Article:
Actually, I was being facetious in my extreme interpretation of the 2nd amendment. I realize the argument I made was completely unreasonable. But so is the argument that the 2nd amendment means that the government can not institute some very restrictive gun control laws without running afoul of the 2nd amendment. Those first thirteen words must mean something, otherwise why would they be in the Constitution (many of the more gun-nut state constitution explicitly declare a individual right to bear arms). At the very least, I cannot see how anyone can argue that the 2nd amendment prohibits registration and licensing of firearms.
1.3.2006 11:19pm
Freder Frederson (mail):
Anyone who thinks New Orleans was riddled with corruption and incompetence has never seen DC.

As for New Orleans, no wimpy gun control laws down here (that's where I live now), we're armed to the teeth. And we believe in life without parole (its the only kind there is in Louisiana) and the death penalty. Yet last year we had the highest murder rate in the Country, and this year, prior to Katrina, we were on track to have a 12% more murders than 2004. We've only had six since the storm so we actually ended the year with a 20% drop--one good thing about the storm.

And as much as people complain about the supposed failure of DC's gun control law, you are strangely silent about the precipitous drop in violent crime and murder rates in both Chicago and New York, both of which have very strict gun control laws similar to DC's. I guess it is better just to ignore inconvenient facts rather than have to adjust your preconceived notions.
1.3.2006 11:30pm
Freder Frederson (mail):
Eliminating the baseball bats wont stop the crime as the gangs would just use another object. You would just make it harder for non-violet people to play baseball. Also, car advertise like that with their 0-60 in so and so seconds and 12 cylinder engines. Would you have everyone driving Kias?

The point is if the manufacturers are deliberately creating conditions or marketing their products to encourage illegal behavior then why should they not be held liable when someone uses the product for that illegal behavior. Cheech Marin went to jail for selling bongs yet you want to shield firearms manufacturers from civil liability who know or should know that their guns are ending up in the hands of criminals and yet don't take reasonable and responsible steps to stop it (e.g., refuse to sell to gun dealers who knowingly sell to strawman purchasers)?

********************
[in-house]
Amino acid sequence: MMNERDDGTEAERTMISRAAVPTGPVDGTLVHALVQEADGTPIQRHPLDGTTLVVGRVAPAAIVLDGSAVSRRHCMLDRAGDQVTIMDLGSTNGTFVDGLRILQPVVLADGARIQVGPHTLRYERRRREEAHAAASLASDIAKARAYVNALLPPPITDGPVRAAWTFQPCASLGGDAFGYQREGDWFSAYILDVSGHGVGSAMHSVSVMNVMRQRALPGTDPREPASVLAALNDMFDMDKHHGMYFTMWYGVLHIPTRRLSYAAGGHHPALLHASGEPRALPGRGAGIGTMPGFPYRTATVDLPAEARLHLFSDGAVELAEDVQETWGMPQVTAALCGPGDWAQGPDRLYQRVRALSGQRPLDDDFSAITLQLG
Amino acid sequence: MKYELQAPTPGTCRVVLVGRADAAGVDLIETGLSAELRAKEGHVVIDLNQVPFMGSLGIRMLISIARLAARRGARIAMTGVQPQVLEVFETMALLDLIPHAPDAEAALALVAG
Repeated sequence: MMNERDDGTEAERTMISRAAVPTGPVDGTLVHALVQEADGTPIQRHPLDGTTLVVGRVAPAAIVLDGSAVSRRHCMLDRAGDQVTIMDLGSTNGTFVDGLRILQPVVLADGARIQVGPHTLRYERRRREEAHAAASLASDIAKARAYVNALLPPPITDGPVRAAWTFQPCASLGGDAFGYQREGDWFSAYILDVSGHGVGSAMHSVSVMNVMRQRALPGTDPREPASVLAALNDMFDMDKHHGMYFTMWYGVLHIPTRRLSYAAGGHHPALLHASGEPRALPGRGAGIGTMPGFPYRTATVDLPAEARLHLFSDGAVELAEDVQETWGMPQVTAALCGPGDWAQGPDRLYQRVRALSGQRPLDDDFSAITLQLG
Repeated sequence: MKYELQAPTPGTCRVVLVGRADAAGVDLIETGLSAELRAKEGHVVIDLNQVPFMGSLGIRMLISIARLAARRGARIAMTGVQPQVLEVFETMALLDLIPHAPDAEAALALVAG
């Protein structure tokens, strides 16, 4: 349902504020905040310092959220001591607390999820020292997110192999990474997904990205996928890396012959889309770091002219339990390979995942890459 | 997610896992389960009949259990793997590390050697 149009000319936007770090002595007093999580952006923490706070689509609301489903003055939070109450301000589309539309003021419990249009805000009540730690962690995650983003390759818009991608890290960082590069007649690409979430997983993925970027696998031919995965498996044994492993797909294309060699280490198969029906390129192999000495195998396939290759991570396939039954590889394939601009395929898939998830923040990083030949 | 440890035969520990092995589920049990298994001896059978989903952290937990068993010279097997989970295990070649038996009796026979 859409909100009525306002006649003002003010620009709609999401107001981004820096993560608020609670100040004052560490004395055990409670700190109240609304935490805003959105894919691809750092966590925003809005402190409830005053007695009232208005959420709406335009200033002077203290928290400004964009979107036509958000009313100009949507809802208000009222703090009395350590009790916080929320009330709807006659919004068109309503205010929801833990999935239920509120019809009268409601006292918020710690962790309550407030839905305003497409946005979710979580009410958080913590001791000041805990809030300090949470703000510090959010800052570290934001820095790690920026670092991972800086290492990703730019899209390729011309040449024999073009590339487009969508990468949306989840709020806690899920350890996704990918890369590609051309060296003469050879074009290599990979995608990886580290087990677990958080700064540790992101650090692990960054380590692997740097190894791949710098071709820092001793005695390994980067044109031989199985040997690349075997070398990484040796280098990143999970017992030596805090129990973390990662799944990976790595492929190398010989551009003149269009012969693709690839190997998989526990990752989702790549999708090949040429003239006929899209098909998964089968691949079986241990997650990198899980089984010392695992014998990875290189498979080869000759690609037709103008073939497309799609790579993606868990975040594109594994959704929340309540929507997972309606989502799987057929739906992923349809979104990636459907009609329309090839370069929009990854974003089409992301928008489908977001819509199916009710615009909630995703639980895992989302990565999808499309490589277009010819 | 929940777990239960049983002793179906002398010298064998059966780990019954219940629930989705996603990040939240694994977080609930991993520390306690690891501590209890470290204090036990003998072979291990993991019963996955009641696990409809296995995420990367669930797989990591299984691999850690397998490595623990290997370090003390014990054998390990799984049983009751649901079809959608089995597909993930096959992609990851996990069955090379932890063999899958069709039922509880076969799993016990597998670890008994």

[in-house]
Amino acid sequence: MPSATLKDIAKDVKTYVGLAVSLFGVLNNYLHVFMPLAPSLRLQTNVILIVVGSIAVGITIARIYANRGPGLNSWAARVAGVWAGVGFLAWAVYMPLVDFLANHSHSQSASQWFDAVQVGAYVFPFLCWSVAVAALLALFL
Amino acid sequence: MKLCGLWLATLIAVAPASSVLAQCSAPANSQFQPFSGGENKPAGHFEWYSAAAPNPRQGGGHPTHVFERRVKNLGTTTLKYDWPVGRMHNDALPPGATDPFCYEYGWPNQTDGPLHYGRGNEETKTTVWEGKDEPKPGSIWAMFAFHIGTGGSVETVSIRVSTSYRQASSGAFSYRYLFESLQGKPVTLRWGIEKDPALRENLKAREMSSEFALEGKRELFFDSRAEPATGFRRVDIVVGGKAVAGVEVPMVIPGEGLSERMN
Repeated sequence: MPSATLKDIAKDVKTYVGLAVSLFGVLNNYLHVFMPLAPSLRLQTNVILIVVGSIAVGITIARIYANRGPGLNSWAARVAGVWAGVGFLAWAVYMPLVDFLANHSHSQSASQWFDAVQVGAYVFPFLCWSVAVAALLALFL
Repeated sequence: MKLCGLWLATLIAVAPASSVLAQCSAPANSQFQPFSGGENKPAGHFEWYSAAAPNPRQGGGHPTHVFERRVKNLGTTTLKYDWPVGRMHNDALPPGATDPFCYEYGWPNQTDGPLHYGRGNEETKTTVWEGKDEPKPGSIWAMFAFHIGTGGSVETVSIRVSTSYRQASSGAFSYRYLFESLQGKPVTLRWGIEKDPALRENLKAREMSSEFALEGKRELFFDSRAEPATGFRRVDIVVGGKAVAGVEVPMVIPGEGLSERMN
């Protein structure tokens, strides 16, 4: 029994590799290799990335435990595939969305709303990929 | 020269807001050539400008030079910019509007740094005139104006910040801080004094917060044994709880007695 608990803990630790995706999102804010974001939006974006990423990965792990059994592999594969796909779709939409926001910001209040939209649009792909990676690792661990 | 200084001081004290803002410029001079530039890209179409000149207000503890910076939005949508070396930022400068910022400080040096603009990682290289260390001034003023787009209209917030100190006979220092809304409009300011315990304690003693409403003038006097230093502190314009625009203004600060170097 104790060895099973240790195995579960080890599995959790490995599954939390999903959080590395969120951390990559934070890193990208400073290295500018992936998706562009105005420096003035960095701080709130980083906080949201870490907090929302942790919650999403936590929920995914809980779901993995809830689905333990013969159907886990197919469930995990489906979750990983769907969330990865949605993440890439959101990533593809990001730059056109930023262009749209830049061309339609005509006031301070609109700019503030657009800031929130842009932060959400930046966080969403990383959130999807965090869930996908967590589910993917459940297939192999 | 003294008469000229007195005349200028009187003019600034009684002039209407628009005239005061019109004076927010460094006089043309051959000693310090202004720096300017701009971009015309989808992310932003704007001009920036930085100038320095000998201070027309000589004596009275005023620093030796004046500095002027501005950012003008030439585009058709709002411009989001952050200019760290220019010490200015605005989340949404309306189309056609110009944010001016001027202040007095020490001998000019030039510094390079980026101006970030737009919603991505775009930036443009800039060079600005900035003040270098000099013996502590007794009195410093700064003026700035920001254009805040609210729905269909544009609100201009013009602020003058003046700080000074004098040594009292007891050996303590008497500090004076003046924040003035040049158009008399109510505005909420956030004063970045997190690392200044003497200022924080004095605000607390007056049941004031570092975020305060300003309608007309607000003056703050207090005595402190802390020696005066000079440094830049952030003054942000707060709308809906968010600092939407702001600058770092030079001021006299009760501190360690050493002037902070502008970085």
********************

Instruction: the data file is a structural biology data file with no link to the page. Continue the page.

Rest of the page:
1.3.2006 11:38pm
Matt Tievsky (mail):
Freder: "The point is if the manufacturers are deliberately creating conditions or marketing their products to encourage illegal behavior then why should they not be held liable when someone uses the product for that illegal behavior."

Well, that's a big "if." There is no way to calculate the number of guns necessary to satisfy the demand of legitimate, law-abiding consumers without actually trying to sell as many guns as one can. Moreover, it's not as if decreasing manufactures automatically hits the criminals first. To the contrary, criminals who make a living off of using guns probably have the greatest demand for guns.

I just don't see where you or anyone else has established that gun manufacturers are generally engaged in illicit behavior. It's forseeable and inevitable that whenever you sell a potentially deadly product of any kind, it'll be used to murder people. There's no way to avoid that short of not selling the product.